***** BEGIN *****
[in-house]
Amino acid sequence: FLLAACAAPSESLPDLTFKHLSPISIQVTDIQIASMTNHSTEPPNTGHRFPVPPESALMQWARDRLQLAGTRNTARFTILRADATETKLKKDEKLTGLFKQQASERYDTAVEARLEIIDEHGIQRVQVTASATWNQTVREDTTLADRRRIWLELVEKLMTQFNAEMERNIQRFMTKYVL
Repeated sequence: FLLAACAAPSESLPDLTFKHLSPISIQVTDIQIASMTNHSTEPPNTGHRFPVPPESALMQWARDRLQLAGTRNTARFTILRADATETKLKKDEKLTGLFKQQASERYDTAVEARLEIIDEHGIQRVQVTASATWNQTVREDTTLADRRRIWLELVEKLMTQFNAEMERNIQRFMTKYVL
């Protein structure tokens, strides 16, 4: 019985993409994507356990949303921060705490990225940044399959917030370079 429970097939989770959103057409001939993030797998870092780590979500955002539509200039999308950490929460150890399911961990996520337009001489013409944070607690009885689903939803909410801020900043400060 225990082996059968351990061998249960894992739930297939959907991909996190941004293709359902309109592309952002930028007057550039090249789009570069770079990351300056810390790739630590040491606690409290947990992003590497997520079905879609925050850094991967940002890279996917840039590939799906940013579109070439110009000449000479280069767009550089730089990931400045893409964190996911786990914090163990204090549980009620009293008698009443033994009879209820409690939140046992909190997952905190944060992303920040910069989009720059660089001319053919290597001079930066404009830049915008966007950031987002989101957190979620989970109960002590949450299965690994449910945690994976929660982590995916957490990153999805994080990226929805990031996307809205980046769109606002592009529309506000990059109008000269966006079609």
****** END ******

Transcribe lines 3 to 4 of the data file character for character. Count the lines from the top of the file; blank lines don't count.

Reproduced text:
Repeated sequence: FLLAACAAPSESLPDLTFKHLSPISIQVTDIQIASMTNHSTEPPNTGHRFPVPPESALMQWARDRLQLAGTRNTARFTILRADATETKLKKDEKLTGLFKQQASERYDTAVEARLEIIDEHGIQRVQVTASATWNQTVREDTTLADRRRIWLELVEKLMTQFNAEMERNIQRFMTKYVL
């Protein structure tokens, strides 16, 4: 019985993409994507356990949303921060705490990225940044399959917030370079 429970097939989770959103057409001939993030797998870092780590979500955002539509200039999308950490929460150890399911961990996520337009001489013409944070607690009885689903939803909410801020900043400060 225990082996059968351990061998249960894992739930297939959907991909996190941004293709359902309109592309952002930028007057550039090249789009570069770079990351300056810390790739630590040491606690409290947990992003590497997520079905879609925050850094991967940002890279996917840039590939799906940013579109070439110009000449000479280069767009550089730089990931400045893409964190996911786990914090163990204090549980009620009293008698009443033994009879209820409690939140046992909190997952905190944060992303920040910069989009720059660089001319053919290597001079930066404009830049915008966007950031987002989101957190979620989970109960002590949450299965690994449910945690994976929660982590995916957490990153999805994080990226929805990031996307809205980046769109606002592009529309506000990059109008000269966006079609």